I was extremely cautious before engaging in the educational debate about the State Board of Education’s decision to take over the Little Rock School District. I did not want to be just another black voice saying no to the powers that be. Then, a lightbulb turned on: I’m a lawyer, so I should just go read the law. I read the law, talked to parents, talked to students, talked to teachers, talked with lobbyists who support charter expansion, talked with those opposed to the proliferation of charters schools, and met with policymakers about this important issue in educational history in Arkansas. Coupled with my life experiences and being a graduate of Little Rock McClellan High School, I have developed my own perspective and approach to the educational landscape in Little Rock.
In April 2016, the State Board of Education approved the creation of the Little Rock Area Public Education Stakeholder Group. Along with six others, I was appointed to serve on the group. After a year of research, meetings and presentations, the stakeholder group gave its final report. In connection, I authored a concurring opinion to highlight some additional recommendations to the state board to assist with the creation of a strategic plan. It focused primarily on the policy issues surrounding charter authorization.
My first recommendation was that the Arkansas Department of Education must ensure collaboration between traditional public schools and public charter schools. However, before the department can facilitate any semblance of collaboration there must be equity and enforcement. For example, department rules say that a local school board may review the application of a proposed open-enrollment public charter within the district’s footprint. A local school board would not have the final say on whether the charter school was approved, but the rule was presumably created to provide some much needed context and consideration from local representation on the need or impact of an additional charter school. With regard to LRSD, because there is no school board, there is no one to fulfill this check and balance.
Despite the department regulation permitting it, neither the state charter-authorizing panel nor the State Board of Education hears from a local school board regarding the potential effects of a new charter on a local school district. The only analysis of the potential impact concerns whether the charter school will negatively affect desegregation efforts. This is a noteworthy analysis, but it’s also important to consider whether a charter school will negatively affect the social and financial viability of the local school district or any specific school within the local school district.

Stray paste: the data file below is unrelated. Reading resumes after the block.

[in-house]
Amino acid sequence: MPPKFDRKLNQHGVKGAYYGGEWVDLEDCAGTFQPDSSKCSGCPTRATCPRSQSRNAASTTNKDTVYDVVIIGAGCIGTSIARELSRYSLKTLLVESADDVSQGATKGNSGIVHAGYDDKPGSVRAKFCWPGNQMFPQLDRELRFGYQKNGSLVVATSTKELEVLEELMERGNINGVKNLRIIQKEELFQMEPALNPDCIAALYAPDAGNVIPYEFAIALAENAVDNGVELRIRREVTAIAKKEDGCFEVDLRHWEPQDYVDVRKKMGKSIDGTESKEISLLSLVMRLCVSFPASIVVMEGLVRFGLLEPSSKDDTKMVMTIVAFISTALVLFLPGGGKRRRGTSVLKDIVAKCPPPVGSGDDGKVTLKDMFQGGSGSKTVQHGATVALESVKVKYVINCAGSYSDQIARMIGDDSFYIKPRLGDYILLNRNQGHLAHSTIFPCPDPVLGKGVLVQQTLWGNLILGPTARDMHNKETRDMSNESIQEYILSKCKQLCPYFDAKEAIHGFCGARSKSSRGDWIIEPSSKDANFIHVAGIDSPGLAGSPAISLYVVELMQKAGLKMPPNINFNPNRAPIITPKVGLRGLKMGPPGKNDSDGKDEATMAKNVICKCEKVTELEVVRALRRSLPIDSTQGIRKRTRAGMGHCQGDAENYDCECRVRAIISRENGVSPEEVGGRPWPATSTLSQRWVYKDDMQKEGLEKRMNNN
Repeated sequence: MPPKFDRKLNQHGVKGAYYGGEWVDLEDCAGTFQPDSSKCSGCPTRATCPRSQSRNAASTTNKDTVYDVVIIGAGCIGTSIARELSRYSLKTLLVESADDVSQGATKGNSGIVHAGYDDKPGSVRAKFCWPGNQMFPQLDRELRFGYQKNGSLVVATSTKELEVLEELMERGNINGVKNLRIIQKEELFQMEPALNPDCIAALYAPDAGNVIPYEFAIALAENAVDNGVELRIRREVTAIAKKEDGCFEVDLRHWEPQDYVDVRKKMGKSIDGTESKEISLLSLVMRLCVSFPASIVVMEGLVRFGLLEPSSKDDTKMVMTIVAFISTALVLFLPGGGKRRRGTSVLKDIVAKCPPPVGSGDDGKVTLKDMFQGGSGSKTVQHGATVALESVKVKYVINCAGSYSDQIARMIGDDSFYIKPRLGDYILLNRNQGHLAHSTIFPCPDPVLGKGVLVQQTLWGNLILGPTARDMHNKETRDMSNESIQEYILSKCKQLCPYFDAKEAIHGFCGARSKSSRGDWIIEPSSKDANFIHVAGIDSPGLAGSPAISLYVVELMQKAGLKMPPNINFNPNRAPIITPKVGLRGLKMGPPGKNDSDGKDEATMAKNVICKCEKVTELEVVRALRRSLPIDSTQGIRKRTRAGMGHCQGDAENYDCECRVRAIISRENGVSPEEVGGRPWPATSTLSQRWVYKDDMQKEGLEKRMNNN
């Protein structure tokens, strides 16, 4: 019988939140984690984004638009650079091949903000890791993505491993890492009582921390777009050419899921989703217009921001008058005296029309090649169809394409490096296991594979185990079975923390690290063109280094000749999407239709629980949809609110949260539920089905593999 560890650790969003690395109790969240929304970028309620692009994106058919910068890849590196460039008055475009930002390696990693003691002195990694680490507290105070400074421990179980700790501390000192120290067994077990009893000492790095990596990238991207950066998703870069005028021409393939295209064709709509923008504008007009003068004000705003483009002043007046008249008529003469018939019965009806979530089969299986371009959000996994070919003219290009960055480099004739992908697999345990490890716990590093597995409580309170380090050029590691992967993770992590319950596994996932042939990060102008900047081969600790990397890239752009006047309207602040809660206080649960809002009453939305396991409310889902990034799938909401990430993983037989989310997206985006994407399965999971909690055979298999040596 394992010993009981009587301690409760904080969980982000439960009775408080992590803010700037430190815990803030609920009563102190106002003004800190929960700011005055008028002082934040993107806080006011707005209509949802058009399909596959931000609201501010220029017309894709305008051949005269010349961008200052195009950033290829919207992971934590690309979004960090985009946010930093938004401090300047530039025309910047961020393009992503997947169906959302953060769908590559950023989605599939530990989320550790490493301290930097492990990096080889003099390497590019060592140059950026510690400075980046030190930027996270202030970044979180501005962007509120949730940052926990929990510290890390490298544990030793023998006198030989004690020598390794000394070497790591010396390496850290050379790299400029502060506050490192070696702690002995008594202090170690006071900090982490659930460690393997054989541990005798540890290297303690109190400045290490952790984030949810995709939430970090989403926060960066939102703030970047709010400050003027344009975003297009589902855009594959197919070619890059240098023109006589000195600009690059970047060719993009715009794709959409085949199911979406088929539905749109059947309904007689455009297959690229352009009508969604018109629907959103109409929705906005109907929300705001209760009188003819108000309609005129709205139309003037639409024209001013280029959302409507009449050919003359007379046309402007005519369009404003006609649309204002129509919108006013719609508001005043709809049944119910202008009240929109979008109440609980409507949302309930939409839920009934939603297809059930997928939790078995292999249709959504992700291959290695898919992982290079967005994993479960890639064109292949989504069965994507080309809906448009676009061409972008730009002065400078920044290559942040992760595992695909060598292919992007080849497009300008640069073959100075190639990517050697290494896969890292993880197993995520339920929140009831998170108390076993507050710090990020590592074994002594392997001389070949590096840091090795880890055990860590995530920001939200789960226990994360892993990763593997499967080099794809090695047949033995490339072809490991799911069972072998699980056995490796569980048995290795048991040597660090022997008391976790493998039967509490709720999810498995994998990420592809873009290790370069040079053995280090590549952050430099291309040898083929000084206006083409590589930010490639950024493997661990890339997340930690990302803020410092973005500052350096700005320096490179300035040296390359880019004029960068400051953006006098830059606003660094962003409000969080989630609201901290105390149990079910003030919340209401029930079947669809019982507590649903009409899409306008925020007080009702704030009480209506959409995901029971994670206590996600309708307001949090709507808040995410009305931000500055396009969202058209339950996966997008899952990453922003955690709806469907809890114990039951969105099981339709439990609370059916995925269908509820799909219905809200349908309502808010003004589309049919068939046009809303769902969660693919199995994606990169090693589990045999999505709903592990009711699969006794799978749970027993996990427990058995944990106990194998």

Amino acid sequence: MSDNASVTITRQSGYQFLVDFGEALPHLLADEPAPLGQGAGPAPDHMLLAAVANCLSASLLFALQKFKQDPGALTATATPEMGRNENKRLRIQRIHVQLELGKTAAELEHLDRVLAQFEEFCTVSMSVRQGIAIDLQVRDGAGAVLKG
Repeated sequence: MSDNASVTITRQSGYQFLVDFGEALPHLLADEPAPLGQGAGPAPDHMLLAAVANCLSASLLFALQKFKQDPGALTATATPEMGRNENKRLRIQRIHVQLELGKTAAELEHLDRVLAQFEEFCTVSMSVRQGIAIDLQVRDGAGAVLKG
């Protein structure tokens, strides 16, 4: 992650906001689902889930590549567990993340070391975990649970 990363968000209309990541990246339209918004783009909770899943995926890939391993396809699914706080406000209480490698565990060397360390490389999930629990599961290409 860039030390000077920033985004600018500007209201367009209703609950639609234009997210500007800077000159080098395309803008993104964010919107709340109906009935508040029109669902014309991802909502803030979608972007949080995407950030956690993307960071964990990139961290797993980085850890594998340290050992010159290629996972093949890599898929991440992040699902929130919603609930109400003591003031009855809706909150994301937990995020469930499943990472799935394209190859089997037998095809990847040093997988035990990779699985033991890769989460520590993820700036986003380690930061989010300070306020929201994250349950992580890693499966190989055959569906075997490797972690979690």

This is a critical concern because on Sept. 14, the state board will decide whether to approve an additional three charter schools in the LRSD footprint. As stated in the stakeholder group’s report, there is a tipping point where the growth of charter schools negatively affects traditional schools. We do not know the financial tipping point, but the societal tipping point has already been reached. Aside from the protests, rallies, town halls, op-eds, lawsuits and social media posts, the social tipping point is affecting families in other ways.
Take a moment to consider the child and the family that continues to attend school in the LRSD and how they must feel to hear their school repeatedly belittled. Consider how a child and family must feel to know that we are talking about them when we discuss “poor test scores,” perceived “discipline issues,” and low socioeconomic status. Think about the message we send to those students and families if we continue to choose not to attend school with them. This hits home with me, because as a child I fit that description. I was a member of one of those families. This hits home with me, because it is my belief that some parents would welcome the opportunity to send their children to school with my future children, but would have hesitated to send their children to school with me when I was a child. This hits home with me because I am not who I am today without my educational experiences in the LRSD.
Some reading this will attempt to label me as anti-charter. There was a place for charter schools, but it was not to replace traditional schools. I’m not anti-charter; just pro-LRSD. Unless the plan is to create over 20,000-plus charter school seats, there will always be students in the LRSD. As long as there are students in the LRSD, our community, our city leaders, and the Department of Education need to be deliberate and thorough in determining how decisions impact the educational environment of students in the LRSD. The Department of Education and state board must evaluate how the continued growth of charter seats impacts the social, fiscal and educational viability of the LRSD.
Antwan Phillips is an attorney at Wright Lindsey Jennings.